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Rated: E · Chapter · Fanfiction · #2118933
Sophie and June suddenly facing a life alone.
4 year old little Sophie woke from a dream about Lassie; the collie was lost, and when she woke, tears dotted her little cheeks and her pillow was wet.
Suddenly waking, Sophie did not know what day it was or where she was, for that matter; besides, that wasn't her job, the knowing, but the day's sunshine pouring itself across her coverlet and warming her thinly-veined eyelids was her sudden wake up call. She yawned and stretched, letting her fingers spasm in that funny way they did when she first tried to use them in the morning. Cold they were, with no strength. She balled up her fists and felt the tingle in her fingers.
Not like her sister, June, Sophie liked to lie there a moment before letting her tiny bare feet hit that cold hardwood floor on her way to Mommie's room....
Only, something...
She took a breath. What had her dream about Lassie made her forget this morning?
Suddenly she was frantically searching her mind. What had happened, she could not remember. It was something sad, sad as the loss of Lassie, sadder than even that. But what could it be?
She took a deep, sharp breath: she whispered, "Mommie?"
The dust in the sunbeam across her bed was settling down, now; her mind was furiously harvesting snatches of yesterday's events/conversations: Mommie had been on the road, coming home, when what happened?
She couldn't think. No, she whispered. She could not let herself remember!
Finally, like the return of the carnage an A Bomb sucks back in from where it went, the memories of yesterday again washed over this little, precious mind, revealing that...Mommie had been in an accident...an accident in rush hour traffic...was Mommie ok?
NOoooooo! Mommie! Sophie, suddenly remembering, sat there crying little salty tears, her heart wrenching with real loss; there was no denial about what had happened, and right now, she needed someone beside her who could help her and hold her and make her feel safe.
As if on cue, in ran her big sister, "Now, now, Sophie", she comforted and soothed, "don't cry, little one" (she had always called her that, even though they were only two years apart), Mommie has gone to be with Jesus...yes, yes, that's where she is now, Sophie; don't cry, honey...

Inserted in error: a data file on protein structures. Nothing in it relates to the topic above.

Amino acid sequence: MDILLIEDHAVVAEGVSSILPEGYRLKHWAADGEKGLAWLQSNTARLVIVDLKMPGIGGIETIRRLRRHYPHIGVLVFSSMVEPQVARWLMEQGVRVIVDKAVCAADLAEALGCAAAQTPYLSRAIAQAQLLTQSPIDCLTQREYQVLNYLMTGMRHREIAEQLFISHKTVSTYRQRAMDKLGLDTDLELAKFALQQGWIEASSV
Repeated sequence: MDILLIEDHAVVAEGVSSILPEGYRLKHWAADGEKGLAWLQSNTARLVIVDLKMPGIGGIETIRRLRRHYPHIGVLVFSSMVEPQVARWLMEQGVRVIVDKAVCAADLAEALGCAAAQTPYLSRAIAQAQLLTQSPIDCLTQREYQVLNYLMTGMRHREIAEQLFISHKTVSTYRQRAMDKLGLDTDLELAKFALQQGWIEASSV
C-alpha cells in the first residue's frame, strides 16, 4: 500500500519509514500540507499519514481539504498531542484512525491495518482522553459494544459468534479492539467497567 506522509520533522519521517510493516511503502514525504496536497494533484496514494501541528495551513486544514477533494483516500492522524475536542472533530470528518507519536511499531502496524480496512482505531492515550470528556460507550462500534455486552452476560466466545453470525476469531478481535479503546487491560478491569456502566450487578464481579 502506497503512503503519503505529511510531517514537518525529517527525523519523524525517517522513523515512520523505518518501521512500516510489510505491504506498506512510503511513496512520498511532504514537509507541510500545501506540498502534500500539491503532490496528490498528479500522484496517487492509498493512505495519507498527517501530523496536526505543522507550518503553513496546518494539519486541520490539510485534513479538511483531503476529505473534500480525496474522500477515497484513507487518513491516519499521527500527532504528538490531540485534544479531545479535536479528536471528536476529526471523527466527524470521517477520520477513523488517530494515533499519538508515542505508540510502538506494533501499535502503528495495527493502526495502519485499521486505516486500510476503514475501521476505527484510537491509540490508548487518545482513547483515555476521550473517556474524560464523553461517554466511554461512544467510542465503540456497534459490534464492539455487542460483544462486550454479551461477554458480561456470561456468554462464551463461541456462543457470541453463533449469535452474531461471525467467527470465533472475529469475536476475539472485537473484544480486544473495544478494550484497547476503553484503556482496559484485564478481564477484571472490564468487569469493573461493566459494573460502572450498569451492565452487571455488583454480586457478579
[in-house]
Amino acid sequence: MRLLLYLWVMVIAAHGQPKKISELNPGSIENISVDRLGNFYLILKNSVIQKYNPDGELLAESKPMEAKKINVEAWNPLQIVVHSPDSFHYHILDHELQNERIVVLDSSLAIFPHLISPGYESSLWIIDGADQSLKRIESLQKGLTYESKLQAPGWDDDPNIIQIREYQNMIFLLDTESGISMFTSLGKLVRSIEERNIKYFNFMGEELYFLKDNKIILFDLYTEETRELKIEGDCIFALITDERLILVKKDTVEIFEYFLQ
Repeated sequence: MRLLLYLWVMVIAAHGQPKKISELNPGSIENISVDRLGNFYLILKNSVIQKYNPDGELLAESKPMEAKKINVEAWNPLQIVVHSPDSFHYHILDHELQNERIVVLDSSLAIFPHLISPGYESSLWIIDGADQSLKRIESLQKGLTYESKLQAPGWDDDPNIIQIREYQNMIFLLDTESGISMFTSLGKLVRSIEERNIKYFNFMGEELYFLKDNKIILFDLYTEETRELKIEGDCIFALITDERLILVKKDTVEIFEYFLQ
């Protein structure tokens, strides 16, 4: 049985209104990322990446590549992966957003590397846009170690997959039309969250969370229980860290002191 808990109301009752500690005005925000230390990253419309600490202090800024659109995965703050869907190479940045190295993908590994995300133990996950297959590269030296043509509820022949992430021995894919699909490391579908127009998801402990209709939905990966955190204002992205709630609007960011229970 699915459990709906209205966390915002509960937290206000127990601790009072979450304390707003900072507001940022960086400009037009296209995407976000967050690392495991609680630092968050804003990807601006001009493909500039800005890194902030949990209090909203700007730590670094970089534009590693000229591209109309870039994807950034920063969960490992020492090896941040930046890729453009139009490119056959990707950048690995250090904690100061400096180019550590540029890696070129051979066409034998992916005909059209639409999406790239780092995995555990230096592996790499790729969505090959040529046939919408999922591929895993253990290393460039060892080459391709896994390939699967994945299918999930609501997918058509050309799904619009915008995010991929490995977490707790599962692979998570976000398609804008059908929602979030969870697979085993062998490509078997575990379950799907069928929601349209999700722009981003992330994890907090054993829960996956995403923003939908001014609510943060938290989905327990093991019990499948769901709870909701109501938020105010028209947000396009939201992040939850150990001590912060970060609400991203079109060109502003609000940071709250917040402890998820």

June's freckles were particularly noticeable this morning, the sun shining on her strawberry blond curls." "We have to get ready to go with Grampa and Grandma here before long...don't cry, sissy; we've still got each other, don't we?"
Sophie had her little chubby feet on the floor by then, and she was about to go out of the bedroom, when June asked her, "Where are you going, Sophie?"
Sophie only tiptoed out to the room down the hall, facing the back of the house. The door was closed. Her little trembling hand knocked, lightly at first. Getting no answer, she knocked again. Finally, when it didn't look as if anyone would answer, she turned the doorknob and carefully, tediously tiptoed in her Mother's room.
"Mommie"? "Mommmmmeeeeeee!", she cut loose with an agonized prolonged shout, an emotional release which noted the suddenness of this accident, the cruelty of this decision upon which none could be blamed, she faced the fact in that one three-year-old cry that her Mommie would never hold her again. Gone were the days of making chocolate chip cookies with her Mommie; with Mommie meeting her every day on the bus to scoop her up and hug her lovingly and gently; nothing would ever take her place, and nothing could bring her back.
How would they live without Mommie?
Who would take care of them? Last night she had heard some of the adults talking about some kids in pre-school who no longer had parents, and they said that they were being separated from one another, instead of staying together as a family. This made Sophie cry even harder over the possibility of losing her sister, too! How could anyone make her do something like leave her only sister?
Her fears and needs were more instinctive than intellectual. She needed to know who was going to be there for them, now.
June soundlessly caught up with little Sophie. "Come on", she said, "I'll fix you some cereal."
What Sophie didn't know was that June was wondering the very same things.
Chapter 1, written 4/17/2017
--Teresa Williams

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Printed from https://www.Writing.Com/view/2118933